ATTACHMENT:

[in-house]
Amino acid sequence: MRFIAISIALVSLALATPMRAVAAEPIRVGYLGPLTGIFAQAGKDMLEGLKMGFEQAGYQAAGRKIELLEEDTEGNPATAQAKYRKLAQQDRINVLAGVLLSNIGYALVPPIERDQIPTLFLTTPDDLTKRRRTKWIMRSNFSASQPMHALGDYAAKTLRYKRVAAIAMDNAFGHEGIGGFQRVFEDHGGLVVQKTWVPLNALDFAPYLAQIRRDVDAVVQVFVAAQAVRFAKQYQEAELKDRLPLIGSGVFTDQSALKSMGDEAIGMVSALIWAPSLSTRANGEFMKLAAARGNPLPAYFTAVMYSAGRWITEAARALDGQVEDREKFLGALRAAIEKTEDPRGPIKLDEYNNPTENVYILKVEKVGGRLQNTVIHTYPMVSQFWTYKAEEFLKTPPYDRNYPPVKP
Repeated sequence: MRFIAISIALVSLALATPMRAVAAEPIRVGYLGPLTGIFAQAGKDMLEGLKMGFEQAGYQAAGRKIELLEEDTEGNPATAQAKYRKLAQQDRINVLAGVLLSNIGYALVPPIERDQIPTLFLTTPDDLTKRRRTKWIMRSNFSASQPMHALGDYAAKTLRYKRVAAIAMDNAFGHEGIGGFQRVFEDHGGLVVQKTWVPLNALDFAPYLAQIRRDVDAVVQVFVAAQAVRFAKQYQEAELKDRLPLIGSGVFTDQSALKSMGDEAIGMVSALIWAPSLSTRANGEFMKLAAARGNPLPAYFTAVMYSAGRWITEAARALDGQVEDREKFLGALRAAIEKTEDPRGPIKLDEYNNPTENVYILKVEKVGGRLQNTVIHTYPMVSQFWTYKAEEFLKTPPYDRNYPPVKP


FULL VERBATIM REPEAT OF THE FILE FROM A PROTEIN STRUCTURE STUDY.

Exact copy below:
[in-house]
Amino acid sequence: MRFIAISIALVSLALATPMRAVAAEPIRVGYLGPLTGIFAQAGKDMLEGLKMGFEQAGYQAAGRKIELLEEDTEGNPATAQAKYRKLAQQDRINVLAGVLLSNIGYALVPPIERDQIPTLFLTTPDDLTKRRRTKWIMRSNFSASQPMHALGDYAAKTLRYKRVAAIAMDNAFGHEGIGGFQRVFEDHGGLVVQKTWVPLNALDFAPYLAQIRRDVDAVVQVFVAAQAVRFAKQYQEAELKDRLPLIGSGVFTDQSALKSMGDEAIGMVSALIWAPSLSTRANGEFMKLAAARGNPLPAYFTAVMYSAGRWITEAARALDGQVEDREKFLGALRAAIEKTEDPRGPIKLDEYNNPTENVYILKVEKVGGRLQNTVIHTYPMVSQFWTYKAEEFLKTPPYDRNYPPVKP
Repeated sequence: MRFIAISIALVSLALATPMRAVAAEPIRVGYLGPLTGIFAQAGKDMLEGLKMGFEQAGYQAAGRKIELLEEDTEGNPATAQAKYRKLAQQDRINVLAGVLLSNIGYALVPPIERDQIPTLFLTTPDDLTKRRRTKWIMRSNFSASQPMHALGDYAAKTLRYKRVAAIAMDNAFGHEGIGGFQRVFEDHGGLVVQKTWVPLNALDFAPYLAQIRRDVDAVVQVFVAAQAVRFAKQYQEAELKDRLPLIGSGVFTDQSALKSMGDEAIGMVSALIWAPSLSTRANGEFMKLAAARGNPLPAYFTAVMYSAGRWITEAARALDGQVEDREKFLGALRAAIEKTEDPRGPIKLDEYNNPTENVYILKVEKVGGRLQNTVIHTYPMVSQFWTYKAEEFLKTPPYDRNYPPVKP